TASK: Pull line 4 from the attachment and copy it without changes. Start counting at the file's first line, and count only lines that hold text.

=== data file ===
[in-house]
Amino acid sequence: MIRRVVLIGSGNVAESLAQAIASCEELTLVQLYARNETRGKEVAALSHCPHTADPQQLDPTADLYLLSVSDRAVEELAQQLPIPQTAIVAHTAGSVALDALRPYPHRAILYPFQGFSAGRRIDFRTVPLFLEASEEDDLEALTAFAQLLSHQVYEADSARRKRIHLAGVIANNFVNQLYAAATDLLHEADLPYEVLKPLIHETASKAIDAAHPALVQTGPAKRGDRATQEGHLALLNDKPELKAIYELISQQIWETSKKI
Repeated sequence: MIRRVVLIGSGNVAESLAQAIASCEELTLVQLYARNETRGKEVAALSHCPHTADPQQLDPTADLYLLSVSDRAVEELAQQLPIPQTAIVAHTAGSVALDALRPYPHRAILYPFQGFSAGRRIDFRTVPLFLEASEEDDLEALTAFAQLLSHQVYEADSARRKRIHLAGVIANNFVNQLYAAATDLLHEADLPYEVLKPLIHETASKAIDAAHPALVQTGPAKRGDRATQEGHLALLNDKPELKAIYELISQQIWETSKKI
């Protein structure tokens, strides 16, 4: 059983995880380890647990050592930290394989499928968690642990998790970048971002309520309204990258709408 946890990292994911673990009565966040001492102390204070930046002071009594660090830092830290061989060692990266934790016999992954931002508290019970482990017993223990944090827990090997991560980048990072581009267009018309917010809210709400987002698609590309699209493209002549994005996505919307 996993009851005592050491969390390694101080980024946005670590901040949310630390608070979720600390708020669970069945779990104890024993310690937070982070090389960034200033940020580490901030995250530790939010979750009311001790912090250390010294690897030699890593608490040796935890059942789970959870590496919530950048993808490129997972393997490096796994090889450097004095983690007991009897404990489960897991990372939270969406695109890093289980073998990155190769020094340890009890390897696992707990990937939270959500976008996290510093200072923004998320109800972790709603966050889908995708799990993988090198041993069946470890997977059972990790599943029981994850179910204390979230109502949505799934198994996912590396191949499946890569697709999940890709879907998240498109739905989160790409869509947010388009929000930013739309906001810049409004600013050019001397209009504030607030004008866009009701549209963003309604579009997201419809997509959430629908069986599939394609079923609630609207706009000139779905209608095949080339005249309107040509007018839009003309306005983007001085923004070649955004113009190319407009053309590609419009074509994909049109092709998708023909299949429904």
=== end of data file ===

């Protein structure tokens, strides 16, 4: 059983995880380890647990050592930290394989499928968690642990998790970048971002309520309204990258709408 946890990292994911673990009565966040001492102390204070930046002071009594660090830092830290061989060692990266934790016999992954931002508290019970482990017993223990944090827990090997991560980048990072581009267009018309917010809210709400987002698609590309699209493209002549994005996505919307 996993009851005592050491969390390694101080980024946005670590901040949310630390608070979720600390708020669970069945779990104890024993310690937070982070090389960034200033940020580490901030995250530790939010979750009311001790912090250390010294690897030699890593608490040796935890059942789970959870590496919530950048993808490129997972393997490096796994090889450097004095983690007991009897404990489960897991990372939270969406695109890093289980073998990155190769020094340890009890390897696992707990990937939270959500976008996290510093200072923004998320109800972790709603966050889908995708799990993988090198041993069946470890997977059972990790599943029981994850179910204390979230109502949505799934198994996912590396191949499946890569697709999940890709879907998240498109739905989160790409869509947010388009929000930013739309906001810049409004600013050019001397209009504030607030004008866009009701549209963003309604579009997201419809997509959430629908069986599939394609079923609630609207706009000139779905209608095949080339005249309107040509007018839009003309306005983007001085923004070649955004113009190319407009053309590609419009074509994909049109092709998708023909299949429904």